News & what's on - Written by on Wednesday, October 23, 2013 14:10 - 0 Comments

Corporate charged with corruption in UK

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david-bio“A UK based printing company specialising in security documents such as ballot papers, as well as four individuals, appeared in court on corruption charges today.

Smith & Ouzman Limited, two of its directors, an employee and one agent have been charged by the Serious Fraud Office with offences of corruptly agreeing to make payments totaling nearly half a million pounds, contrary to section 1 Prevention of Corruption Act 1906.  It is alleged that these payments were used to influence the award of business contracts to the company.”

Said an SFO Press release issued today.

On its website, Smith & Ouzman describes itself as having “a history in print dating back to 1845. Originally based in the city of London, our heritage lies in security and financial print.

Still independently owned , over the years the business has continued to invest, develop and expand and now employs over 100 highly skilled and trained staff and the latest technology in our secure purpose built site on the South Coast.

The family business is now in its fourth generation and has grown into a multi-million pound organisations serving clients ranging from FTSE 100 companies to Banks, high street retailers, examining bodies, local authorities and government departments across the world.”

We have, on occasion been told by SME’s that there is less concern about the Bribery Act and anti-corruption laws where they are concerned.  The SFO are only after the big fish. They are small fry.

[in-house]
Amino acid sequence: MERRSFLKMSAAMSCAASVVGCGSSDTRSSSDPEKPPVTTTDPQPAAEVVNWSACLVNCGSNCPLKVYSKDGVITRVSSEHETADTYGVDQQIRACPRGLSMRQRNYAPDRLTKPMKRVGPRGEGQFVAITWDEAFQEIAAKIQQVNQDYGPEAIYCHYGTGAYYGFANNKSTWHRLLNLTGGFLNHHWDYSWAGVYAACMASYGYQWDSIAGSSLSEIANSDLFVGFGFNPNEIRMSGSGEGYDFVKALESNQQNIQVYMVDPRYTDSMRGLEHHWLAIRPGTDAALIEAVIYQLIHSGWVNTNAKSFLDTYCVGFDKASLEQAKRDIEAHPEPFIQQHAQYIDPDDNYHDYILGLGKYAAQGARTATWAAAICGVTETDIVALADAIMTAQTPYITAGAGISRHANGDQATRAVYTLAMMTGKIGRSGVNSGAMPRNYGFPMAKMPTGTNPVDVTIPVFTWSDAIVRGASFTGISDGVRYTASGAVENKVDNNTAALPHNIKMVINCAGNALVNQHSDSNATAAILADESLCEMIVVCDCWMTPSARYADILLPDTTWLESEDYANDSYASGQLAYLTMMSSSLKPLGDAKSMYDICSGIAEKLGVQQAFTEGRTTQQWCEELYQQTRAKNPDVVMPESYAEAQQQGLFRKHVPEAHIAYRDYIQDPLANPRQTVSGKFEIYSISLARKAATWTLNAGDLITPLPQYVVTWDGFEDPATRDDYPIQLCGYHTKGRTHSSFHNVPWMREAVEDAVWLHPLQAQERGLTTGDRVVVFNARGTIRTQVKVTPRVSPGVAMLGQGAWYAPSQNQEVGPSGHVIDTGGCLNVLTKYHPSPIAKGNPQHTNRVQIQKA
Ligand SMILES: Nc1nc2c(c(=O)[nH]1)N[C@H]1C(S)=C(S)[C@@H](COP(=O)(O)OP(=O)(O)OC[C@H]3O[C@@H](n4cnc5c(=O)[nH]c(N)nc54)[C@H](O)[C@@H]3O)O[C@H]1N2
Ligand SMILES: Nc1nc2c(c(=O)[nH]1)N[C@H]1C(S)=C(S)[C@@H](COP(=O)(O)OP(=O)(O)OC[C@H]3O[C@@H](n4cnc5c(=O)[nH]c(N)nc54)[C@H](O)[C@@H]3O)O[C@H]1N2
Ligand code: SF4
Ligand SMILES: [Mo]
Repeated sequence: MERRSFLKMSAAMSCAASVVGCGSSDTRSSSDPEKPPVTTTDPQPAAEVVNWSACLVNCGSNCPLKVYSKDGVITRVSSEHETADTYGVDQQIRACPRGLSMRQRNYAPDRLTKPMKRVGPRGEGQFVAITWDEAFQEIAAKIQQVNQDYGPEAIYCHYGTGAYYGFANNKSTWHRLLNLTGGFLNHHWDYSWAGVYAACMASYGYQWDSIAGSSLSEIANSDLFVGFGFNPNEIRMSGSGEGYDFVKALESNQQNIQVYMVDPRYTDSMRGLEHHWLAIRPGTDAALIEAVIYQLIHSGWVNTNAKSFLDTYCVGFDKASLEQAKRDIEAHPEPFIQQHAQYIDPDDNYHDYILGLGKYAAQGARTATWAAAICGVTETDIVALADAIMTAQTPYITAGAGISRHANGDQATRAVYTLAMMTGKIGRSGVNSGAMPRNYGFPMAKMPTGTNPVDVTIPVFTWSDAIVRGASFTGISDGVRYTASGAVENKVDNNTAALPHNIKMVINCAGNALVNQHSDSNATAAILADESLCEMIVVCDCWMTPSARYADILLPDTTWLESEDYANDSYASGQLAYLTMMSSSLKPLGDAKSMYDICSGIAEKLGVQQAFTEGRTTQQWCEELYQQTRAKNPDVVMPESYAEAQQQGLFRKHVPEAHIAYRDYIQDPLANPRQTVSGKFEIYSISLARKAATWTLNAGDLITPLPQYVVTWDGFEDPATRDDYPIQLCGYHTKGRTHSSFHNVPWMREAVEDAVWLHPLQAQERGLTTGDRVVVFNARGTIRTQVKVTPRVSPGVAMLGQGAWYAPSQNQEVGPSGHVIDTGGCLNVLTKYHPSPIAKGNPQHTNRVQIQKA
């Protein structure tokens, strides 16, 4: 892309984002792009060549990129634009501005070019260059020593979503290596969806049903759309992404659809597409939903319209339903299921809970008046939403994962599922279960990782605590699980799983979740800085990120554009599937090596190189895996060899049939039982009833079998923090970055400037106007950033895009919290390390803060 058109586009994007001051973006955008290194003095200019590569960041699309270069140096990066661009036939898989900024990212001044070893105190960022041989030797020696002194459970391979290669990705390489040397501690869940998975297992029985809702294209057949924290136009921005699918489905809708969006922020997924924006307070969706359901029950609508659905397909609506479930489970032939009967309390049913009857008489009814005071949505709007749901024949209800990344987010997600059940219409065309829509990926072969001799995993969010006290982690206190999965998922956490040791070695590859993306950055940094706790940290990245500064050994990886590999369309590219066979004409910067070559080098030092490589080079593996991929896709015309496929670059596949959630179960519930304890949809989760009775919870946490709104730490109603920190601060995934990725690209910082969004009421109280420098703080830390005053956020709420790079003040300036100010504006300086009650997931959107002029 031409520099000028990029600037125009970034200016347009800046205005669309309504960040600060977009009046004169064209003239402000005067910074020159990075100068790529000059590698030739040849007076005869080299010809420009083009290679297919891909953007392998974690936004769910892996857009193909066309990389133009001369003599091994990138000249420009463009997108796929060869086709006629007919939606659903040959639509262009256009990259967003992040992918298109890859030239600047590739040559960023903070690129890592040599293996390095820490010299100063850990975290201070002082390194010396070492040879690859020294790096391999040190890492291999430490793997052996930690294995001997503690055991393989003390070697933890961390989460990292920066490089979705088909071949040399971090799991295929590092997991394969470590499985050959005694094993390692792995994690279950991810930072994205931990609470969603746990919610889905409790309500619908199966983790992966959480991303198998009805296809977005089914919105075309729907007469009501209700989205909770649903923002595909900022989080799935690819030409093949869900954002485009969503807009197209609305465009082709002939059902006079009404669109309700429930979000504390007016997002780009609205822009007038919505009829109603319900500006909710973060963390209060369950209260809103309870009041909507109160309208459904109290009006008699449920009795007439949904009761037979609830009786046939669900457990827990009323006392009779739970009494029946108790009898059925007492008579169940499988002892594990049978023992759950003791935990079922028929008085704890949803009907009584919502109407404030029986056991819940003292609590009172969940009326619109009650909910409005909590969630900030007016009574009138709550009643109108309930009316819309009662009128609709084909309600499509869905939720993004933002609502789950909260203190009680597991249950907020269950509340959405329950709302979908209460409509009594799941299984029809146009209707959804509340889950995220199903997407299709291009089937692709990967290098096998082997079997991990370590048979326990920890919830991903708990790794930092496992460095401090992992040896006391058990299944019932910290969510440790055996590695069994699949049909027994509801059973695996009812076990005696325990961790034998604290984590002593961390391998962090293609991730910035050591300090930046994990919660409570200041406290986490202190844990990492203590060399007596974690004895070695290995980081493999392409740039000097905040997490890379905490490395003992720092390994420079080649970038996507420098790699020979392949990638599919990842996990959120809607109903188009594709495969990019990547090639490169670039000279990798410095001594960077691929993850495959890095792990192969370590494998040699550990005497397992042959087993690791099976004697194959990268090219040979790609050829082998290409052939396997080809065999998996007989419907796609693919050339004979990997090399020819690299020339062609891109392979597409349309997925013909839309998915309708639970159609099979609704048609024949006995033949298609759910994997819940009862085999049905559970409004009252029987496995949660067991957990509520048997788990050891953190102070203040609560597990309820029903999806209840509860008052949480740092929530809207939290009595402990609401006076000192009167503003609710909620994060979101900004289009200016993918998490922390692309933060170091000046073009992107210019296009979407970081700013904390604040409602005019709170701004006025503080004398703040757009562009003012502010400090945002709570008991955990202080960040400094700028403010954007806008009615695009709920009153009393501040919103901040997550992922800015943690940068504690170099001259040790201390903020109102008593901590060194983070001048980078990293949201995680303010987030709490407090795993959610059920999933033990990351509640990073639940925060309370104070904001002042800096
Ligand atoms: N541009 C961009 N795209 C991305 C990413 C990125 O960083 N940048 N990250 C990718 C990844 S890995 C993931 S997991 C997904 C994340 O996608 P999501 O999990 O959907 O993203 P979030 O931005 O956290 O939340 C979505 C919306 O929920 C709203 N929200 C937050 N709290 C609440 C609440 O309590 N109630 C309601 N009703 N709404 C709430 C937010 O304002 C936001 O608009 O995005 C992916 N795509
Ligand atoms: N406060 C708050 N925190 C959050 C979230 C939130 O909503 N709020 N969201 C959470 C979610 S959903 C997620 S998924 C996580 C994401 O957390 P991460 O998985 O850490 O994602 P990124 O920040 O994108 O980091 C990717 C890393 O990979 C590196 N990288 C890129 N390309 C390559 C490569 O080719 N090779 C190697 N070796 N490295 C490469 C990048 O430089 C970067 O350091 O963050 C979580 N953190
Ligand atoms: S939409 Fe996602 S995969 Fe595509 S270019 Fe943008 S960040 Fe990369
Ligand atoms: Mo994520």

The SFO charges today serve as a reminder that they are 110%, WRONG.

Of course, time will tell and a court will decide in this case.

But. The charges today serve to illustrate that contrary to popular belief the SFO are *VERY* interested in the conduct of SME’s.

David Green CB QC  the SFO Director (who we shall be interviewing tomorrow at our conference) is often quoted as saying that it is amazing that the email trail goes cold before it gets to the main Board.  This, he argues is why the UK corporate crime laws should be updated to make it easier to prosecute corporates.

There is an argument here when it comes to large corporations with many layers of management and diffuse operations around the globe.

But for SME’s the risks are much much higher.

Management structures are flat, Directors are hands on and there are few if any layers between the coal face and the Board.  In these circumstances it’s much easier for a prosecutor to allege there is a direct link from the Board to wrongdoing.  They don’t have the limitless resources of Fortune 500 companies to tie investigators and prosecutors up in knots either.

Put another way, if SME takes the view that it can get away with murder because law enforcement is focussed on the big fish think about this:

The first corporate prosecution in the UK on overseas corruption related matters was against an SME family owned business not a corporate monolith.

If you are an SME, please do not kid yourself.

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